Improved intercoat adhesion, weatherability and impact resistance as well as an expanded capability to decorate a transparent or translucent sheetstock may be provided by applying a island coating system, in reverse order, to the second (inner or non-exposed) surface of the sheetstock. A transparent or translucent polymeric sheetstock may be coated on it's second (inner or non-exposed) surface with a transparent coating followed by the deposition of a discontinuous metallic layer, followed by the application of a backing layer. The sheetstock and/or transparent topcoat may be tinted, dyed, colored or printed upon to produce a desired pattern or visual effect. The layer of discontinuous metal, preferably indium and it's alloys, may provide a bright, reflective layer to further enhance appearance. The backing layer may encapsulate the metal islands and provide a protective back surface for the flexible laminate.
Improved intercoat adhesion and depth of image maybe provided by the above-described construction for articles that may find use in numerous trim applications in the apparel, badging, signage, appliance and automotive industry.
DESCRIPTION OF THE DRAWINGS
These and other objects, features and advantages of the disclosure will become apparent upon consideration of the description of the disclosure and the appended drawings in which:
FIG. 1 is a cross sectional view of a flexible reflective laminate construction in the prior art.
FIG. 2 is a cross sectional view of a flexible reflective laminate construction according to the present disclosure.
Brightly reflective, clear or colored sheetstock may find use in a variety of industries as decorative trim. The ability to flex without cracking, yet provide a near-mirror image metallic appearance may find numerous uses. In addition, the presence of a discontinuous metal layer as the reflective surface may allow the sheetstock to be diecut, machine washed, stitched, thermally bonded and otherwise processed without damage.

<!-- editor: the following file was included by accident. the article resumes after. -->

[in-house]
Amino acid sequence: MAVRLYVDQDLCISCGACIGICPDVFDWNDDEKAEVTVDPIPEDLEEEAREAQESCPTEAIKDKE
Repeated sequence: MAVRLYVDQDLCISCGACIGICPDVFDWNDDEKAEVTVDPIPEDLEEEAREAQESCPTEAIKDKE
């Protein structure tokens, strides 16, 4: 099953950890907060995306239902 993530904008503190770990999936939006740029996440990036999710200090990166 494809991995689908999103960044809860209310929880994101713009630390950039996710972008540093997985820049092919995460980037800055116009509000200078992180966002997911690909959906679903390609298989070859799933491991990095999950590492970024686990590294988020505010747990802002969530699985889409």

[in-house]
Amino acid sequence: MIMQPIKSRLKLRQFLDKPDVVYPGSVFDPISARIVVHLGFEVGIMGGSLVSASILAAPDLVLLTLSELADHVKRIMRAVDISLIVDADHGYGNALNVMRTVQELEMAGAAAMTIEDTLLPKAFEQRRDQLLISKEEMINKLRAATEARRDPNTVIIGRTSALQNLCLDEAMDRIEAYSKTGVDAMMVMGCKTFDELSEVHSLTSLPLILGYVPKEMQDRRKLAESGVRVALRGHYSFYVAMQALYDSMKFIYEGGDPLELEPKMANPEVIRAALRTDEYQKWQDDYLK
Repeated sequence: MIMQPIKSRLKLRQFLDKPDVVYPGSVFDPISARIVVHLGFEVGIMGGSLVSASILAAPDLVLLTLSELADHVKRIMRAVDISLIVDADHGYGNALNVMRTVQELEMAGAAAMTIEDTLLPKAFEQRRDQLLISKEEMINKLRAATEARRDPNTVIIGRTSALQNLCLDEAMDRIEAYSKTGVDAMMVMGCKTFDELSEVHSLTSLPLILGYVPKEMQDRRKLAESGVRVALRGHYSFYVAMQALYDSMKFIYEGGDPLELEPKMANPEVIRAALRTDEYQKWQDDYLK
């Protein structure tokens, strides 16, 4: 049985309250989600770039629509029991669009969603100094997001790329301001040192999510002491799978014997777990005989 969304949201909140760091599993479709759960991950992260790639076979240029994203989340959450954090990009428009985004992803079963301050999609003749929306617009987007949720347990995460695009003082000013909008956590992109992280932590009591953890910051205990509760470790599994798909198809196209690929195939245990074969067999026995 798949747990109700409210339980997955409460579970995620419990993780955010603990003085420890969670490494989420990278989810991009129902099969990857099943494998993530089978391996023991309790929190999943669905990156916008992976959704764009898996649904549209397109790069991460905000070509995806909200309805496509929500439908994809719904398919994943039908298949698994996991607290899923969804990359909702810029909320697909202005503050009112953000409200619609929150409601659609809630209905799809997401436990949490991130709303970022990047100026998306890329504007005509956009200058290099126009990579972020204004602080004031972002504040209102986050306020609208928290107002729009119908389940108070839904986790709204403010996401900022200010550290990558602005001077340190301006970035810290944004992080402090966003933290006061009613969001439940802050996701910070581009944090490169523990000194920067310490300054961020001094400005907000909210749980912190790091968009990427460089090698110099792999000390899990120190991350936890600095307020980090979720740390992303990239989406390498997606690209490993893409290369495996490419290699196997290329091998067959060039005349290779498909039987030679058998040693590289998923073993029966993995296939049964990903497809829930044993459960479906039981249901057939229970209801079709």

To improve the durability of such flexible bright metallic appearing laminates, an island coating system may be applied, in reverse order, to the second (inner or non-exposed) surface of a transparent or translucent sheet of material. This construction also may provide additional decorating options as either or both of the transparent sheetstock and transparent coating maybe tinted, dyed, colored or printed upon to further distinguish the appearance of the resultant laminate.
An island coating system to provide a bright, reflective coating for a flexible substrate is disclosed in U.S. Pat. No. 4,431,711 assigned to the assignee of the present disclosure and included herein by reference in its entirely. FIG. 1 illustrates a cross-section of such a construction. The construction 10 may include a substrate layer 1, preferably somewhat flexible, to take full advantage of the flexible properties of the island coating system, although rigid materials such as wheels and even aluminum trim have been coated.
The substrate layer 1 may be a sheetstock material of about 0.020 to about 0.060 inches in thickness, comprising a polymeric material. Onto the first surface of such a substrate layer 1 an island coating system 12 maybe applied. The island coating system may then be applied as taught in U.S. Pat. Nos. 4,407,871; 4,431,711; 4,713,143; 5,290,625 and 6,361,854. The island coating system includes generally a first coating layer of either a combined primer/basecoat layer, or separately applied primer and basecoat layers, followed by a metallizing layer and an encapsulating topcoat layer. The prior art teaches that each coating layer contains film forming polymers as disclosed in the above referenced patents.
As shown in FIG. 1, the island coating system may comprise a primer/basecoat layer 2, metal layer 3 and protective topcoat 4. The primer or combined primer/basecoat layer 2 may be applied to the substrate layer 1, to provide an adhesive and smooth surface for the application of a discontinuous layer of metal 3. The primer or combined primer/basecoat layer 2 may comprise a urethane polymer and be colored to enhance the appearance of the metal layer 3. The discontinuous metal layer 3 maybe deposited on the primer/basecoat layer 2 by, for instance, vacuum metallization, ion plating, electron beam evaporation, sputtering, and other equivalent processes using metals such as indium to form discrete islands of metal which provide a light reflective surface capable of being flexed without cracking and which don't conduct electricity. Typically the metal may be applied at a thickness of about 600 to about 1000 Angstroms. The thicknesses of the layers in FIG. 1 may not be indicative of the actual thicknesses employed (for instance, the polymeric coating layers may be about 1-2 mils in thickness, while the substrate may be about 20 to 60 mils and the metal layer around 600-1000 Angstroms).